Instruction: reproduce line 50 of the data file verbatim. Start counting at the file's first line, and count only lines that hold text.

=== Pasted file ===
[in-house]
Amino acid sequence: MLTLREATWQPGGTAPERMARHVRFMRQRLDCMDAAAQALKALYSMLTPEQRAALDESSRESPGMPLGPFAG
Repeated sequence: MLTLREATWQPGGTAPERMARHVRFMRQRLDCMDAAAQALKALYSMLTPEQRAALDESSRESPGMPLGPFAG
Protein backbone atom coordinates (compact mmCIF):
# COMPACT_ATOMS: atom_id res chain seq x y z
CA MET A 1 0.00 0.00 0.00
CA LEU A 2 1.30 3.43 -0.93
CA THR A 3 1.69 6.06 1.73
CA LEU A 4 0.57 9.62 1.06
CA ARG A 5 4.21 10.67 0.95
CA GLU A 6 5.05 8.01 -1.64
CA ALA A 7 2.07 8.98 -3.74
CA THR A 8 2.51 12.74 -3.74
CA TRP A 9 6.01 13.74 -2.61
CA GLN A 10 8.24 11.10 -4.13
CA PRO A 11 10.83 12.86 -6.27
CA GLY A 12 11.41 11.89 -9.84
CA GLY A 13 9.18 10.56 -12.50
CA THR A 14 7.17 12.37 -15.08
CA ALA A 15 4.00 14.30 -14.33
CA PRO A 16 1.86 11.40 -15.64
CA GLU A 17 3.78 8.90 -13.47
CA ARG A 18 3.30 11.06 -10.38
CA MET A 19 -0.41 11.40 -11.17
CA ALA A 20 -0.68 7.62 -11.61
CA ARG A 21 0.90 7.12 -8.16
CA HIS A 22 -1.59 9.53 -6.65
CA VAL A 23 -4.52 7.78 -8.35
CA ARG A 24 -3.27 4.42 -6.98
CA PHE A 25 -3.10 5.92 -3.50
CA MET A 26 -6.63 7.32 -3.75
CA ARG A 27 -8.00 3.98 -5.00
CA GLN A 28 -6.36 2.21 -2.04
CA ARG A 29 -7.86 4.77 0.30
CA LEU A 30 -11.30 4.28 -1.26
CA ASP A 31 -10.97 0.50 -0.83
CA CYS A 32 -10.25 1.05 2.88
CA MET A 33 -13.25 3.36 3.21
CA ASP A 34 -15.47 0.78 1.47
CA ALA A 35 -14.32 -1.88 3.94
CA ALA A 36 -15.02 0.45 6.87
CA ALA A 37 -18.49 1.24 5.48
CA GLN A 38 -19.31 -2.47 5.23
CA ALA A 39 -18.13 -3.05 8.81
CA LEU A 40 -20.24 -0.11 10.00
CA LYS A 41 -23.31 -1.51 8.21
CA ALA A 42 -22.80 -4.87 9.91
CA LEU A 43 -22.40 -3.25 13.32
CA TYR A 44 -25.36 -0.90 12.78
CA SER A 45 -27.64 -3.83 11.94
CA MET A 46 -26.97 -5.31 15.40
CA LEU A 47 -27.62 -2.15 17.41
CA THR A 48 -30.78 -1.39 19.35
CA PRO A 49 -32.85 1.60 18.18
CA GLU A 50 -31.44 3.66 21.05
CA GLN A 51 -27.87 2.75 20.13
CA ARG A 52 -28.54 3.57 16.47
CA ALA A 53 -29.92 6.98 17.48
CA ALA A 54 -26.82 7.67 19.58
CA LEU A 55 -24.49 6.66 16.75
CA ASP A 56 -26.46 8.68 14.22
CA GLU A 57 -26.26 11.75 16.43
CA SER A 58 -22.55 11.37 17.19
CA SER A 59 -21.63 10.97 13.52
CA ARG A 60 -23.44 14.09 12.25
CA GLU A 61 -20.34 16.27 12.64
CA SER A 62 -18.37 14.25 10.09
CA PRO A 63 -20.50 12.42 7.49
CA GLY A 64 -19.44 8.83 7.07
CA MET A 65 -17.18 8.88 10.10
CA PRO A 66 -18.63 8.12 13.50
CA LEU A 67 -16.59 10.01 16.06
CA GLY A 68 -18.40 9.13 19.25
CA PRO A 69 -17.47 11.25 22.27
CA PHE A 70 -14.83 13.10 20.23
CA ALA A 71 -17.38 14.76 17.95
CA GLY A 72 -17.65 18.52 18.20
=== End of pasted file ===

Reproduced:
CA SER A 45 -27.64 -3.83 11.94